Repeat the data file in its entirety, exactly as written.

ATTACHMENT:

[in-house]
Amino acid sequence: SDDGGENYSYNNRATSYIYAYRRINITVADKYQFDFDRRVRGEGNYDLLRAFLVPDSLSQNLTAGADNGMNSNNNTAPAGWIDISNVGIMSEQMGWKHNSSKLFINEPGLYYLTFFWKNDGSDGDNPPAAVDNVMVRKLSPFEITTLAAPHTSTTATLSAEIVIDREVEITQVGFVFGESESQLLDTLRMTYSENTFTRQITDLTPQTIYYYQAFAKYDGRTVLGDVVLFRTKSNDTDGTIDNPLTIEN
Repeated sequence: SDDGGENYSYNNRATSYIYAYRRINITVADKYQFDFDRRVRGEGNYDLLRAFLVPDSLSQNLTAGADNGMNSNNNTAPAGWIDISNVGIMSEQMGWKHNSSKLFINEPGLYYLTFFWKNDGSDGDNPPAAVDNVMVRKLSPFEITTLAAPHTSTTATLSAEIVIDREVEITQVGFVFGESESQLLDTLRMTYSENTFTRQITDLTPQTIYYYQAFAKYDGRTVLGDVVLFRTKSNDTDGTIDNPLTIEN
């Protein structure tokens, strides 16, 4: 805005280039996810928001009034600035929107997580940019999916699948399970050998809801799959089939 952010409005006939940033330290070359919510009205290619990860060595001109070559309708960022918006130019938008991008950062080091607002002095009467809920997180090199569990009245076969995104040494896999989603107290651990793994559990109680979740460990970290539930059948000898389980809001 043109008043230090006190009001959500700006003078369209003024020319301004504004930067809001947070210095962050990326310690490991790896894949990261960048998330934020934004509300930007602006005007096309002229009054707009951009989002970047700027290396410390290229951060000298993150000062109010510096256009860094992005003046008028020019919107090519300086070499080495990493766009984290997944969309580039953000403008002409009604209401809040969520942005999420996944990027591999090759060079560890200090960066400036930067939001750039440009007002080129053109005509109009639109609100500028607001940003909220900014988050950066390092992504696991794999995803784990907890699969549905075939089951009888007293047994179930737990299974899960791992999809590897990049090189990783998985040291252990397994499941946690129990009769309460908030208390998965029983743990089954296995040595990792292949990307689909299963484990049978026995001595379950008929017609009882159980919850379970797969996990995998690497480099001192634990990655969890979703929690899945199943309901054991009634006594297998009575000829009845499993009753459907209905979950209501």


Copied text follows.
[in-house]
Amino acid sequence: SDDGGENYSYNNRATSYIYAYRRINITVADKYQFDFDRRVRGEGNYDLLRAFLVPDSLSQNLTAGADNGMNSNNNTAPAGWIDISNVGIMSEQMGWKHNSSKLFINEPGLYYLTFFWKNDGSDGDNPPAAVDNVMVRKLSPFEITTLAAPHTSTTATLSAEIVIDREVEITQVGFVFGESESQLLDTLRMTYSENTFTRQITDLTPQTIYYYQAFAKYDGRTVLGDVVLFRTKSNDTDGTIDNPLTIEN
Repeated sequence: SDDGGENYSYNNRATSYIYAYRRINITVADKYQFDFDRRVRGEGNYDLLRAFLVPDSLSQNLTAGADNGMNSNNNTAPAGWIDISNVGIMSEQMGWKHNSSKLFINEPGLYYLTFFWKNDGSDGDNPPAAVDNVMVRKLSPFEITTLAAPHTSTTATLSAEIVIDREVEITQVGFVFGESESQLLDTLRMTYSENTFTRQITDLTPQTIYYYQAFAKYDGRTVLGDVVLFRTKSNDTDGTIDNPLTIEN
């Protein structure tokens, strides 16, 4: 805005280039996810928001009034600035929107997580940019999916699948399970050998809801799959089939 952010409005006939940033330290070359919510009205290619990860060595001109070559309708960022918006130019938008991008950062080091607002002095009467809920997180090199569990009245076969995104040494896999989603107290651990793994559990109680979740460990970290539930059948000898389980809001 043109008043230090006190009001959500700006003078369209003024020319301004504004930067809001947070210095962050990326310690490991790896894949990261960048998330934020934004509300930007602006005007096309002229009054707009951009989002970047700027290396410390290229951060000298993150000062109010510096256009860094992005003046008028020019919107090519300086070499080495990493766009984290997944969309580039953000403008002409009604209401809040969520942005999420996944990027591999090759060079560890200090960066400036930067939001750039440009007002080129053109005509109009639109609100500028607001940003909220900014988050950066390092992504696991794999995803784990907890699969549905075939089951009888007293047994179930737990299974899960791992999809590897990049090189990783998985040291252990397994499941946690129990009769309460908030208390998965029983743990089954296995040595990792292949990307689909299963484990049978026995001595379950008929017609009882159980919850379970797969996990995998690497480099001192634990990655969890979703929690899945199943309901054991009634006594297998009575000829009845499993009753459907209905979950209501």